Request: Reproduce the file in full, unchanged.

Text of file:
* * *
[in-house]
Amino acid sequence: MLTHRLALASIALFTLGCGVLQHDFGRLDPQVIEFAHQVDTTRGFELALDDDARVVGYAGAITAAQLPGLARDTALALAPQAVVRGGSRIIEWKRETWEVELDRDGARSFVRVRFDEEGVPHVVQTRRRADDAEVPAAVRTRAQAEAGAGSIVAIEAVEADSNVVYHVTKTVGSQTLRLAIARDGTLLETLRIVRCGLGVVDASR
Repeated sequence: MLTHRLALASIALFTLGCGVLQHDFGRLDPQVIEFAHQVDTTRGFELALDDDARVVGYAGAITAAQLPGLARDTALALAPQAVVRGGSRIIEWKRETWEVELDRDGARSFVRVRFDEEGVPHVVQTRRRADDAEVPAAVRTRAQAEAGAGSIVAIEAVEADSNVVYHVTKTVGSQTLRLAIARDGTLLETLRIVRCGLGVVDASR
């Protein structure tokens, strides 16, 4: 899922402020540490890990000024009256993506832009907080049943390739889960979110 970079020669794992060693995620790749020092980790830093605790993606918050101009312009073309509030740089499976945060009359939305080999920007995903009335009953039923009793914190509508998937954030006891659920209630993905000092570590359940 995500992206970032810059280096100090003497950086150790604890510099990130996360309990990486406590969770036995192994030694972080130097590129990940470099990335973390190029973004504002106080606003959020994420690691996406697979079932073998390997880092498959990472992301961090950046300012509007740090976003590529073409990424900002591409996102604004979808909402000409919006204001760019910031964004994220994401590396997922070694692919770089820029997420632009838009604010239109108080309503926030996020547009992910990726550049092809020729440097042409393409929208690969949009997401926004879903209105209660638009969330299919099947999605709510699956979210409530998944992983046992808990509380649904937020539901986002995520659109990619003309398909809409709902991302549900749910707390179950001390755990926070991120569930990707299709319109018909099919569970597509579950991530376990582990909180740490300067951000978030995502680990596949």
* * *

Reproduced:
[in-house]
Amino acid sequence: MLTHRLALASIALFTLGCGVLQHDFGRLDPQVIEFAHQVDTTRGFELALDDDARVVGYAGAITAAQLPGLARDTALALAPQAVVRGGSRIIEWKRETWEVELDRDGARSFVRVRFDEEGVPHVVQTRRRADDAEVPAAVRTRAQAEAGAGSIVAIEAVEADSNVVYHVTKTVGSQTLRLAIARDGTLLETLRIVRCGLGVVDASR
Repeated sequence: MLTHRLALASIALFTLGCGVLQHDFGRLDPQVIEFAHQVDTTRGFELALDDDARVVGYAGAITAAQLPGLARDTALALAPQAVVRGGSRIIEWKRETWEVELDRDGARSFVRVRFDEEGVPHVVQTRRRADDAEVPAAVRTRAQAEAGAGSIVAIEAVEADSNVVYHVTKTVGSQTLRLAIARDGTLLETLRIVRCGLGVVDASR
């Protein structure tokens, strides 16, 4: 899922402020540490890990000024009256993506832009907080049943390739889960979110 970079020669794992060693995620790749020092980790830093605790993606918050101009312009073309509030740089499976945060009359939305080999920007995903009335009953039923009793914190509508998937954030006891659920209630993905000092570590359940 995500992206970032810059280096100090003497950086150790604890510099990130996360309990990486406590969770036995192994030694972080130097590129990940470099990335973390190029973004504002106080606003959020994420690691996406697979079932073998390997880092498959990472992301961090950046300012509007740090976003590529073409990424900002591409996102604004979808909402000409919006204001760019910031964004994220994401590396997922070694692919770089820029997420632009838009604010239109108080309503926030996020547009992910990726550049092809020729440097042409393409929208690969949009997401926004879903209105209660638009969330299919099947999605709510699956979210409530998944992983046992808990509380649904937020539901986002995520659109990619003309398909809409709902991302549900749910707390179950001390755990926070991120569930990707299709319109018909099919569970597509579950991530376990582990909180740490300067951000978030995502680990596949």